Monday, July 25, 2016


Tennis, Anyone?

“In the good old summer time…”

It’s baseball, hot dogs, apple pie…all of those things, and more.

And tennis, of course.

This is the week of the Rogers Cup in Canada: the men are in Toronto this year, the women in Montreal. Not long ago, there was some serious tennis played in London, at a place called Wimbledon. I had the great fortune to be there, for a fine afternoon. I will share a few things that I learned on the excursion, in the hope that you will also get the opportunity to visit tennis’s greatest venue.

The first thing that we learned was that you do not go to the Wimbledon stop on the tube. The courts are more accessible from an earlier stop. By the way, it is a good idea to buy a special travel card called an “Oyster Card”. It gets you through the turnstiles quickly, and saves you a ton of money. Once you arrive at the stop, you follow the crowd, and read the signs that say “Five Minutes to the Courts”. That is, if you are a young Roger Bannister!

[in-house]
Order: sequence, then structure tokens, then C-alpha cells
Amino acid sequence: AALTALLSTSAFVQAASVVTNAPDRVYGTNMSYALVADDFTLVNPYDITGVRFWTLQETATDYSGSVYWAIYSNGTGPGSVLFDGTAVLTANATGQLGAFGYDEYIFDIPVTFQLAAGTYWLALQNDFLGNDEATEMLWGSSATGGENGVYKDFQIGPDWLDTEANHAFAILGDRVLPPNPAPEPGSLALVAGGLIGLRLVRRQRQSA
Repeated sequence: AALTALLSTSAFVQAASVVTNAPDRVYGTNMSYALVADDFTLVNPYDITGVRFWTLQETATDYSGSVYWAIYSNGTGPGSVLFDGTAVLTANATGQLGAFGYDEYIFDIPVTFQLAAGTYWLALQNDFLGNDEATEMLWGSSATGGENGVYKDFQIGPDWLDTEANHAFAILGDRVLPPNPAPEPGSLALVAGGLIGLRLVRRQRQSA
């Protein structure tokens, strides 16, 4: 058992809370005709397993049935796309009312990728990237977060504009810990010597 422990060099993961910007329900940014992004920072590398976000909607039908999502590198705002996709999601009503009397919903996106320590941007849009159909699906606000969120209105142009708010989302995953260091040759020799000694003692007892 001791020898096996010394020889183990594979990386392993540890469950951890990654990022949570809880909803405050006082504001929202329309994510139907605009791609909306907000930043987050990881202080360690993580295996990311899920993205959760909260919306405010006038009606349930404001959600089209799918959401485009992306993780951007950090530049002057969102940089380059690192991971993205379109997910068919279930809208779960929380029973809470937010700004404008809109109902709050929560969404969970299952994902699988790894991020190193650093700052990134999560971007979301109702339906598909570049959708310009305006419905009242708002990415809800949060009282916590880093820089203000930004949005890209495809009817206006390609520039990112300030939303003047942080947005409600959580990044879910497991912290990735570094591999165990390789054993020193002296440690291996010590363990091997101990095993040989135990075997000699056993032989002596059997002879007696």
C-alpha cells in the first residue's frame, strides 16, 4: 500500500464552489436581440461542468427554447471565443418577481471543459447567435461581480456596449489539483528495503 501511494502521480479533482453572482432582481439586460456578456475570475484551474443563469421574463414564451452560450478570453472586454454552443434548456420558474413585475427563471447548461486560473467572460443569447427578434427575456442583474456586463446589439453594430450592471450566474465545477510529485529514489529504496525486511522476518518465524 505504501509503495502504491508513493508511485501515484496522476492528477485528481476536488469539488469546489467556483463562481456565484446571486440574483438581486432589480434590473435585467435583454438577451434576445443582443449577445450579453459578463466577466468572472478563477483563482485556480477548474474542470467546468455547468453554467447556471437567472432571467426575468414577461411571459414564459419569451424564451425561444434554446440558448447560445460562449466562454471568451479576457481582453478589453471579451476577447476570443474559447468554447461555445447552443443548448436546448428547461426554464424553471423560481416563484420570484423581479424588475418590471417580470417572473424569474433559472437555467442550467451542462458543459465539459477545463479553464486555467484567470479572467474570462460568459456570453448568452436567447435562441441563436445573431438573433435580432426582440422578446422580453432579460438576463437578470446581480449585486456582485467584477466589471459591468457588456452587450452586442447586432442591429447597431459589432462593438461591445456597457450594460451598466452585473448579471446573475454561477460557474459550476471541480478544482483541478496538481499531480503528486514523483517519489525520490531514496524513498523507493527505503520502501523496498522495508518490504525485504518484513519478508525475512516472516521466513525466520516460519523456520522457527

Then there is the matter of THE QUEUE. It is simply a method to provide the possibility of securing “Premium Tickets on the day of play”. The directions in the booklet indicate that if you decide to queue overnight, the stewards will awaken you at 6:00am. We had decided to go to the matches on Thursday, and figured it might be a tough ticket.

How wrong we were! We paraded right up to the ticket window and were offered two choices: general admission, which would allow us to tour the grounds, and sit on the grass to watch a big screen; or better still, to purchase seats at court level for Court Number One, for 58 pounds each.

                                        Martina Hingis and Sania Mirza

We saw three fine matches, all quarter finals: Ladies’ Doubles, Mixed Doubles, and Men’s Doubles. Martina Hingis was the defending champion in mixed Doubles. She and her partner Leander Paes from India eventually fell to Heather Watson and Henri Kontinen. Watson hails from the UK, and was naturally a crowd favourite.